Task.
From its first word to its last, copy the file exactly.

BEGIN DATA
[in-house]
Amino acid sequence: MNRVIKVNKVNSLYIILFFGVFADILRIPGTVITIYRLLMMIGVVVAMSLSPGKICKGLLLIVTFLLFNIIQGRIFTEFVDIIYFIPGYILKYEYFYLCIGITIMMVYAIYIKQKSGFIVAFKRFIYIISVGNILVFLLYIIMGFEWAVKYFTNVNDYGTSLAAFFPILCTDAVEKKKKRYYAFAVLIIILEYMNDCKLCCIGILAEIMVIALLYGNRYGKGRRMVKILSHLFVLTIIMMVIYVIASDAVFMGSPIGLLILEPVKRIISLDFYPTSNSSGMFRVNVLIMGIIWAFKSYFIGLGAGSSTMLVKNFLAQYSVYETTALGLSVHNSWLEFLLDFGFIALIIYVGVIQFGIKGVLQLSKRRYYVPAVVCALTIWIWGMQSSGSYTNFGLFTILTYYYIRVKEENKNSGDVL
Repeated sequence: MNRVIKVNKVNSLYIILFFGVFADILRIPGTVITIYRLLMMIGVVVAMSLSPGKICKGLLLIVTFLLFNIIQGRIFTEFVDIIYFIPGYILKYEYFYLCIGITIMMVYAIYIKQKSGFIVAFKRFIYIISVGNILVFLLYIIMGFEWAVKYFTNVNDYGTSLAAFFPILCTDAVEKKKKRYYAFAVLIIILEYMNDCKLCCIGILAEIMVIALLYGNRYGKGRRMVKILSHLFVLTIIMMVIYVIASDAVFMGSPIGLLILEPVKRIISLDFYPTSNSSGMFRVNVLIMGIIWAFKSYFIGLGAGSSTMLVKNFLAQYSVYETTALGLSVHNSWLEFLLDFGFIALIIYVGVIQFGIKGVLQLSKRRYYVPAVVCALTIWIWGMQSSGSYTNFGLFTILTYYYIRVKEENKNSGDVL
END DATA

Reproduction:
[in-house]
Amino acid sequence: MNRVIKVNKVNSLYIILFFGVFADILRIPGTVITIYRLLMMIGVVVAMSLSPGKICKGLLLIVTFLLFNIIQGRIFTEFVDIIYFIPGYILKYEYFYLCIGITIMMVYAIYIKQKSGFIVAFKRFIYIISVGNILVFLLYIIMGFEWAVKYFTNVNDYGTSLAAFFPILCTDAVEKKKKRYYAFAVLIIILEYMNDCKLCCIGILAEIMVIALLYGNRYGKGRRMVKILSHLFVLTIIMMVIYVIASDAVFMGSPIGLLILEPVKRIISLDFYPTSNSSGMFRVNVLIMGIIWAFKSYFIGLGAGSSTMLVKNFLAQYSVYETTALGLSVHNSWLEFLLDFGFIALIIYVGVIQFGIKGVLQLSKRRYYVPAVVCALTIWIWGMQSSGSYTNFGLFTILTYYYIRVKEENKNSGDVL
Repeated sequence: MNRVIKVNKVNSLYIILFFGVFADILRIPGTVITIYRLLMMIGVVVAMSLSPGKICKGLLLIVTFLLFNIIQGRIFTEFVDIIYFIPGYILKYEYFYLCIGITIMMVYAIYIKQKSGFIVAFKRFIYIISVGNILVFLLYIIMGFEWAVKYFTNVNDYGTSLAAFFPILCTDAVEKKKKRYYAFAVLIIILEYMNDCKLCCIGILAEIMVIALLYGNRYGKGRRMVKILSHLFVLTIIMMVIYVIASDAVFMGSPIGLLILEPVKRIISLDFYPTSNSSGMFRVNVLIMGIIWAFKSYFIGLGAGSSTMLVKNFLAQYSVYETTALGLSVHNSWLEFLLDFGFIALIIYVGVIQFGIKGVLQLSKRRYYVPAVVCALTIWIWGMQSSGSYTNFGLFTILTYYYIRVKEENKNSGDVL